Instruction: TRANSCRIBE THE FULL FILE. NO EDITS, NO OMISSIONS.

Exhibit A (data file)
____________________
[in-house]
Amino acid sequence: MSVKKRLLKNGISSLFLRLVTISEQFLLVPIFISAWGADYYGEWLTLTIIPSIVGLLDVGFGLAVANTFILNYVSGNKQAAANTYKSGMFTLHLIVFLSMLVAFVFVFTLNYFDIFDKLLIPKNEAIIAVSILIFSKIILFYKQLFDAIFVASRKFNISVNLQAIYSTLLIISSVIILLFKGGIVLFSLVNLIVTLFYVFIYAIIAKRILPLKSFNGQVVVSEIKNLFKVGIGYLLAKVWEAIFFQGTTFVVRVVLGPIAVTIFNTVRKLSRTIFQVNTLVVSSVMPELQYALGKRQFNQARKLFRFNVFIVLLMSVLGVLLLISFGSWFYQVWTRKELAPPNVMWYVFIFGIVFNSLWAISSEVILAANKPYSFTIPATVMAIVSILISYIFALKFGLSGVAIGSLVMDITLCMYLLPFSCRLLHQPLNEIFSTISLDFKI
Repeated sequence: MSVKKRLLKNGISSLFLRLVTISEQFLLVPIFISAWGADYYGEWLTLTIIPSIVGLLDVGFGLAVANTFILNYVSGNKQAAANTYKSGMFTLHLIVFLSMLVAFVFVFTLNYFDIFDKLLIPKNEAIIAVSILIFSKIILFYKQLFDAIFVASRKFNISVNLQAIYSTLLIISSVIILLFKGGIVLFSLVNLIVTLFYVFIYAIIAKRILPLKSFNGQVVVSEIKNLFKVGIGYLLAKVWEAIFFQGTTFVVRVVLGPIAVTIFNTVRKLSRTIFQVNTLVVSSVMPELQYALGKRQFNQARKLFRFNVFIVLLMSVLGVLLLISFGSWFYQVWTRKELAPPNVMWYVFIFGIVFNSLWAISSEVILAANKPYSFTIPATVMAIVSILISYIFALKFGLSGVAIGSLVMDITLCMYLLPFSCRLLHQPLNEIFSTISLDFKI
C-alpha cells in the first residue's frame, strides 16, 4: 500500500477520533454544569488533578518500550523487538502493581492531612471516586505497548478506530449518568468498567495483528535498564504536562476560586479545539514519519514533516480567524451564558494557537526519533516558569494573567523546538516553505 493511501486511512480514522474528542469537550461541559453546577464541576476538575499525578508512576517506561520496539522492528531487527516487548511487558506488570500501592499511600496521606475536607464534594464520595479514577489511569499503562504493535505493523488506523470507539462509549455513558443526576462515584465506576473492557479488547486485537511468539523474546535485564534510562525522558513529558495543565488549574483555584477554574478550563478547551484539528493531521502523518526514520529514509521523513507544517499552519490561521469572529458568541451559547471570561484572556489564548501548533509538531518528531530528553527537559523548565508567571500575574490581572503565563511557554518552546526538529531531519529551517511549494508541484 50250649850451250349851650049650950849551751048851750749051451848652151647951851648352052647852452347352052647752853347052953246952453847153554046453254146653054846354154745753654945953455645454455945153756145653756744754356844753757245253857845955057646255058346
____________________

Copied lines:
[in-house]
Amino acid sequence: MSVKKRLLKNGISSLFLRLVTISEQFLLVPIFISAWGADYYGEWLTLTIIPSIVGLLDVGFGLAVANTFILNYVSGNKQAAANTYKSGMFTLHLIVFLSMLVAFVFVFTLNYFDIFDKLLIPKNEAIIAVSILIFSKIILFYKQLFDAIFVASRKFNISVNLQAIYSTLLIISSVIILLFKGGIVLFSLVNLIVTLFYVFIYAIIAKRILPLKSFNGQVVVSEIKNLFKVGIGYLLAKVWEAIFFQGTTFVVRVVLGPIAVTIFNTVRKLSRTIFQVNTLVVSSVMPELQYALGKRQFNQARKLFRFNVFIVLLMSVLGVLLLISFGSWFYQVWTRKELAPPNVMWYVFIFGIVFNSLWAISSEVILAANKPYSFTIPATVMAIVSILISYIFALKFGLSGVAIGSLVMDITLCMYLLPFSCRLLHQPLNEIFSTISLDFKI
Repeated sequence: MSVKKRLLKNGISSLFLRLVTISEQFLLVPIFISAWGADYYGEWLTLTIIPSIVGLLDVGFGLAVANTFILNYVSGNKQAAANTYKSGMFTLHLIVFLSMLVAFVFVFTLNYFDIFDKLLIPKNEAIIAVSILIFSKIILFYKQLFDAIFVASRKFNISVNLQAIYSTLLIISSVIILLFKGGIVLFSLVNLIVTLFYVFIYAIIAKRILPLKSFNGQVVVSEIKNLFKVGIGYLLAKVWEAIFFQGTTFVVRVVLGPIAVTIFNTVRKLSRTIFQVNTLVVSSVMPELQYALGKRQFNQARKLFRFNVFIVLLMSVLGVLLLISFGSWFYQVWTRKELAPPNVMWYVFIFGIVFNSLWAISSEVILAANKPYSFTIPATVMAIVSILISYIFALKFGLSGVAIGSLVMDITLCMYLLPFSCRLLHQPLNEIFSTISLDFKI
C-alpha cells in the first residue's frame, strides 16, 4: 500500500477520533454544569488533578518500550523487538502493581492531612471516586505497548478506530449518568468498567495483528535498564504536562476560586479545539514519519514533516480567524451564558494557537526519533516558569494573567523546538516553505 493511501486511512480514522474528542469537550461541559453546577464541576476538575499525578508512576517506561520496539522492528531487527516487548511487558506488570500501592499511600496521606475536607464534594464520595479514577489511569499503562504493535505493523488506523470507539462509549455513558443526576462515584465506576473492557479488547486485537511468539523474546535485564534510562525522558513529558495543565488549574483555584477554574478550563478547551484539528493531521502523518526514520529514509521523513507544517499552519490561521469572529458568541451559547471570561484572556489564548501548533509538531518528531530528553527537559523548565508567571500575574490581572503565563511557554518552546526538529531531519529551517511549494508541484 50250649850451250349851650049650950849551751048851750749051451848652151647951851648352052647852452347352052647752853347052953246952453847153554046453254146653054846354154745753654945953455645454455945153756145653756744754356844753757245253857845955057646255058346